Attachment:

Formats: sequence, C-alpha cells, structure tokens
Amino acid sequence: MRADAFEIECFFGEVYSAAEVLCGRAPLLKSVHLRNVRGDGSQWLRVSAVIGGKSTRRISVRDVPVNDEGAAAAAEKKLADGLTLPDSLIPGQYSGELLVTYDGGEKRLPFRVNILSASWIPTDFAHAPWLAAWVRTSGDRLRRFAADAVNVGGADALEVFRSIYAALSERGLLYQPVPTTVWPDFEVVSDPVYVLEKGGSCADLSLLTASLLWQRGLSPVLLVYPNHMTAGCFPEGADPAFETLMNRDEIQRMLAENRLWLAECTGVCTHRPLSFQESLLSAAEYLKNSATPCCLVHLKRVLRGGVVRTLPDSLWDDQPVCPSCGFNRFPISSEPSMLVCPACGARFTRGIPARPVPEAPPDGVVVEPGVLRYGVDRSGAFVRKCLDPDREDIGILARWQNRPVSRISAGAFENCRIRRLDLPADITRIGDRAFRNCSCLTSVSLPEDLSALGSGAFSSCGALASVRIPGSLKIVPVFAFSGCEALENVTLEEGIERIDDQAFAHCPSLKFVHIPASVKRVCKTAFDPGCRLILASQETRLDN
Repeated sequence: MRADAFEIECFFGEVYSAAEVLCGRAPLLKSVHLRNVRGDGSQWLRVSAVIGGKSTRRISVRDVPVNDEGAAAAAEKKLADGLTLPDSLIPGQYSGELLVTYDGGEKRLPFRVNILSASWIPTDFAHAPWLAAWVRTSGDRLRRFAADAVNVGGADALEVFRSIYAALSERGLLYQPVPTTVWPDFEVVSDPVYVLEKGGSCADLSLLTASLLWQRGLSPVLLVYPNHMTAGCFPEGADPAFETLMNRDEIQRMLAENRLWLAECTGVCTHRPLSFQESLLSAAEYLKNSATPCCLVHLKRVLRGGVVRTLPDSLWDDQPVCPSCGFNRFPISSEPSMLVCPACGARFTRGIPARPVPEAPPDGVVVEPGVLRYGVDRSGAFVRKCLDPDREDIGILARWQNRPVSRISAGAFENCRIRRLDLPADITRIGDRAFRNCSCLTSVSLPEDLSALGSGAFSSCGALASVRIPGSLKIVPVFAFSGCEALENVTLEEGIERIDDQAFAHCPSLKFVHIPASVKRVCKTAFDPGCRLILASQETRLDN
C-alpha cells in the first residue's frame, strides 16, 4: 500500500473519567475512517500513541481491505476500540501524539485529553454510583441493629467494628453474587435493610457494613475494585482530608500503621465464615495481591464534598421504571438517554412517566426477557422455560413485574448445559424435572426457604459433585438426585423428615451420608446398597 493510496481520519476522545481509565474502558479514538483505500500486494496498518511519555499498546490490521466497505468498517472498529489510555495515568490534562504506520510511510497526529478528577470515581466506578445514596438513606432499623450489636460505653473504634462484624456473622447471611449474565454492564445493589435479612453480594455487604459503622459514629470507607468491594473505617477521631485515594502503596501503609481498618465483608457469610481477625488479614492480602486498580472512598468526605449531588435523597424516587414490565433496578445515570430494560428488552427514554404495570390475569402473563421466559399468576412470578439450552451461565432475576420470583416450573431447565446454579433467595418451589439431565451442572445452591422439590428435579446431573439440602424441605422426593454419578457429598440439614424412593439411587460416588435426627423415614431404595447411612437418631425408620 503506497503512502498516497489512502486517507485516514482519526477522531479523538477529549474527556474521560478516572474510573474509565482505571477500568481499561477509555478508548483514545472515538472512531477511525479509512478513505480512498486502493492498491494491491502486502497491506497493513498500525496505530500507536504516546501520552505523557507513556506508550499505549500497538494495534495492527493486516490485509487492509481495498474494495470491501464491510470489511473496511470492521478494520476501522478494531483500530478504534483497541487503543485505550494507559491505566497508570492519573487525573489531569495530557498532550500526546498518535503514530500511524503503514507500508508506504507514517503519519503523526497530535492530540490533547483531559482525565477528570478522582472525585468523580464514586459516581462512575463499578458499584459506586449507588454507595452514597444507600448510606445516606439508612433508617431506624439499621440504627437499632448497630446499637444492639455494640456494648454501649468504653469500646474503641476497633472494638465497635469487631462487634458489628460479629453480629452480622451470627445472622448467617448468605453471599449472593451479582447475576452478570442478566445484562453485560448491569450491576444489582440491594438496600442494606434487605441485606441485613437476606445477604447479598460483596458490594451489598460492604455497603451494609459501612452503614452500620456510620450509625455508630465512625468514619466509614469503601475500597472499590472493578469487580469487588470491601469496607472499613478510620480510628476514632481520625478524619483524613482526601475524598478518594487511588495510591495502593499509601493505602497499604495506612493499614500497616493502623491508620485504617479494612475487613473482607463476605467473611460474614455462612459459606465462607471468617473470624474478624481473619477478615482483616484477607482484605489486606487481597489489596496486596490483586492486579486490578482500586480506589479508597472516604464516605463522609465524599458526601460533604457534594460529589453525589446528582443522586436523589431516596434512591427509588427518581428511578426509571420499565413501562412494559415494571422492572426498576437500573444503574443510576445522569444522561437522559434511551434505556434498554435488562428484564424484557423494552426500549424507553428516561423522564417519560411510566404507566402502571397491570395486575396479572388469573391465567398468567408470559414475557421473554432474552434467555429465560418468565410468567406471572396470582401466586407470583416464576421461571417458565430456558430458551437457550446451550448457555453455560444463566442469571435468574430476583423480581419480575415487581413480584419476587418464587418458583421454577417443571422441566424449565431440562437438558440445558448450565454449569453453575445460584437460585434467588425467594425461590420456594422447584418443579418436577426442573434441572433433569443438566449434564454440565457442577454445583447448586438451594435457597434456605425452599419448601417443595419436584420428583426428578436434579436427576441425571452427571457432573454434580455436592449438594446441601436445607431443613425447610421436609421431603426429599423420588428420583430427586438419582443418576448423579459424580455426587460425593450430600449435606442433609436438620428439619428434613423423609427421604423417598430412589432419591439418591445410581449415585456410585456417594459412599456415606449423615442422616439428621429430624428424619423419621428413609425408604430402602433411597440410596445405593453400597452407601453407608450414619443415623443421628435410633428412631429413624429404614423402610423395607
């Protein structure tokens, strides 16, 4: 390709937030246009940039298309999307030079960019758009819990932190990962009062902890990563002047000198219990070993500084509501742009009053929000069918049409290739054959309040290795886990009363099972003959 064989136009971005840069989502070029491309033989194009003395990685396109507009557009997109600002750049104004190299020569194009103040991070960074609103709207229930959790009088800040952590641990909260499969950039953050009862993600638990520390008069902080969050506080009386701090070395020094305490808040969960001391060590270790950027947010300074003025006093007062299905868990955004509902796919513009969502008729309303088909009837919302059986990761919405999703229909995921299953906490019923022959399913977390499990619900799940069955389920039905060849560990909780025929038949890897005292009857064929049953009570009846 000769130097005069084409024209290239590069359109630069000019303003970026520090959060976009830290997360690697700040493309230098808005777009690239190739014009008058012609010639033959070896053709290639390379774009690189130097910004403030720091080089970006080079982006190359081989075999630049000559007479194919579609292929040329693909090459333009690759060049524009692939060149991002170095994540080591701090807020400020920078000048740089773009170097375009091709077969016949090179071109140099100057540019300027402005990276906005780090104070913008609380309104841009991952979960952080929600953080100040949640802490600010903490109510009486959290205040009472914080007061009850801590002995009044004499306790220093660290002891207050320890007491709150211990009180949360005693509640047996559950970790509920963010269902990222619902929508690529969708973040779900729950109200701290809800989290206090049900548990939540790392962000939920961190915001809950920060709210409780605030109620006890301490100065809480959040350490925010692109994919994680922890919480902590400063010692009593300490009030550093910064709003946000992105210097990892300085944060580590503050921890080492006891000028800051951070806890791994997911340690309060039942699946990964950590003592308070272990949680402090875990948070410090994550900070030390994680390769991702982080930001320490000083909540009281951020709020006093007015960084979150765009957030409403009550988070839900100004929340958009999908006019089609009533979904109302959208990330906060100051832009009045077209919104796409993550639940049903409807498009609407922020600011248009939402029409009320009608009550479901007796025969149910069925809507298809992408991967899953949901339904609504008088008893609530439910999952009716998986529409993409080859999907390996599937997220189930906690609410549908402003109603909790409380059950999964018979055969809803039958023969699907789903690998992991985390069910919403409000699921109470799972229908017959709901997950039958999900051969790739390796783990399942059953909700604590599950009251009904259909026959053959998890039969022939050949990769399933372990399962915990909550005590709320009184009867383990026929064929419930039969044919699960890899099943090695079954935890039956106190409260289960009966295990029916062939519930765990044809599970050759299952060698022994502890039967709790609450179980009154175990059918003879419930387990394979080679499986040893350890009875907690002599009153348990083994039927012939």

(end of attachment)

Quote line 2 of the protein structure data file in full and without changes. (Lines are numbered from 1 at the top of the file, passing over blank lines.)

Amino acid sequence: MRADAFEIECFFGEVYSAAEVLCGRAPLLKSVHLRNVRGDGSQWLRVSAVIGGKSTRRISVRDVPVNDEGAAAAAEKKLADGLTLPDSLIPGQYSGELLVTYDGGEKRLPFRVNILSASWIPTDFAHAPWLAAWVRTSGDRLRRFAADAVNVGGADALEVFRSIYAALSERGLLYQPVPTTVWPDFEVVSDPVYVLEKGGSCADLSLLTASLLWQRGLSPVLLVYPNHMTAGCFPEGADPAFETLMNRDEIQRMLAENRLWLAECTGVCTHRPLSFQESLLSAAEYLKNSATPCCLVHLKRVLRGGVVRTLPDSLWDDQPVCPSCGFNRFPISSEPSMLVCPACGARFTRGIPARPVPEAPPDGVVVEPGVLRYGVDRSGAFVRKCLDPDREDIGILARWQNRPVSRISAGAFENCRIRRLDLPADITRIGDRAFRNCSCLTSVSLPEDLSALGSGAFSSCGALASVRIPGSLKIVPVFAFSGCEALENVTLEEGIERIDDQAFAHCPSLKFVHIPASVKRVCKTAFDPGCRLILASQETRLDN